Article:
Every day Poets & Writers Magazine scans the headlines—publishing reports, literary dispatches, academic announcements, and more—for all the news that creative writers need to know. Here are today’s stories.
The Los Angeles Review of Books has published a new translation of Isaac Bashevis Singer’s essay “Who Needs Literature?”, which was first published in 1963. In the essay Singer ponders whether new technologies—and the ever-expanding and accessible “sea of information”—might make it increasingly difficult for writers to retain the public’s interest.
Hillary Chute surveys the latest releases in graphic adaptations of literary classics, including Renee Nault’s version of The Handmaid’s Tale and Gareth Hinds’s interpretation of The Iliad. Noting that comics are often misunderstood as “easier renderings of a harder, worthier thing,” Chute makes the case that many artists are introducing new depth and complexity to the narratives of their source materials. (New York Times)
Since its launch in 2010, Amazon Crossing, Amazon’s publishing imprint for works in translation, has become the most prolific publisher of translated literature in the United States. Editorial director Gabriella Page-Fort describes the imprint’s recent forays into nonfiction translation, as well as its strategies for acquiring new titles. (Publishers Weekly)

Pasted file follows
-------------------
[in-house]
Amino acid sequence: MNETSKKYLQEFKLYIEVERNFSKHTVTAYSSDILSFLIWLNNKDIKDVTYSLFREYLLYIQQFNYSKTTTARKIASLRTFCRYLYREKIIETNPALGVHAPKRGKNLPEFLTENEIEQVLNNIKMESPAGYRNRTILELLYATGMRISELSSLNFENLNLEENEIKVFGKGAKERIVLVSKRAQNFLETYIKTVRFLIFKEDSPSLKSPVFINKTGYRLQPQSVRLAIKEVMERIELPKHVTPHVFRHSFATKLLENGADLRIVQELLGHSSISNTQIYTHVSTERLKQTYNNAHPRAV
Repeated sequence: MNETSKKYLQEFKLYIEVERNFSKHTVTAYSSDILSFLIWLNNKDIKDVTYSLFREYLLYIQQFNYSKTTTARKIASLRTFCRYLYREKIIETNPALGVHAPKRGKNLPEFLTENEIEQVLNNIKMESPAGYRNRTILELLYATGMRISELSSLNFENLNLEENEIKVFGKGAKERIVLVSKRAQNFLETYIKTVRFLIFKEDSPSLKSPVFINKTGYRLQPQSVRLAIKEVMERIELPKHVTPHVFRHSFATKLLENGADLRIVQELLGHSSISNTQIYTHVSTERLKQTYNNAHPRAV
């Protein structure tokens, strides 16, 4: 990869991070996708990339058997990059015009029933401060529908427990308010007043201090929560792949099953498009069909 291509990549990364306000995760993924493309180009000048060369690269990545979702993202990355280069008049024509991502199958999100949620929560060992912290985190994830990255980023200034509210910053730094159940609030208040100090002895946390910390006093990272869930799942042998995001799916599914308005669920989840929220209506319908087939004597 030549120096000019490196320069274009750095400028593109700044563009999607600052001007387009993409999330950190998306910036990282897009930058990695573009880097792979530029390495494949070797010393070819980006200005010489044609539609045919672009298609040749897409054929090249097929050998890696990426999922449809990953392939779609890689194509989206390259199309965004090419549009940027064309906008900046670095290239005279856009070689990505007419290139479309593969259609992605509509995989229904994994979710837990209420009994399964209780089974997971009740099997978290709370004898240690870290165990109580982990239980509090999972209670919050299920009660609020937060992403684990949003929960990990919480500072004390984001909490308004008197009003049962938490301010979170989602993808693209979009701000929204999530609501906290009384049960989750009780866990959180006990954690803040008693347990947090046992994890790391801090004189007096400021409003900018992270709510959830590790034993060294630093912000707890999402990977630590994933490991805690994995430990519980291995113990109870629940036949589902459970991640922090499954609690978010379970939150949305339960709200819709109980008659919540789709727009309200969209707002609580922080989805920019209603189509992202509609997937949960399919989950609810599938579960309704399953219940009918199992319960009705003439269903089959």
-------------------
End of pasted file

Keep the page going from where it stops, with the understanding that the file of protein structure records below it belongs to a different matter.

The Astro Poets, Alex Dimitrov and Dorothea Lasky, talk to the Washington Post about their new book and how they first become interested in the zodiac.
Sophie Gilbert considers Margaret Atwood’s career and legacy. She traces Atwood’s political evolution from a writer who was initially skeptical that art bore a political responsibility, to a writer deeply invested in introducing complexity and new thought into social movements. (Atlantic)
Book Marks highlights fifteen queer debuts published in 2019, including Kimberly King Parsons’s story collection, Black Light, and Hugh Ryan’s nonfiction book, When Brooklyn Was Queer.
In an interview at Forbes, Iris Blasi of the Carol Mann Agency offers insight on her interests and strategies as a literary agent.
Susan Choi talks to the Millions about her latest novel, Trust Exercise, and wanting to let readers form their own impressions.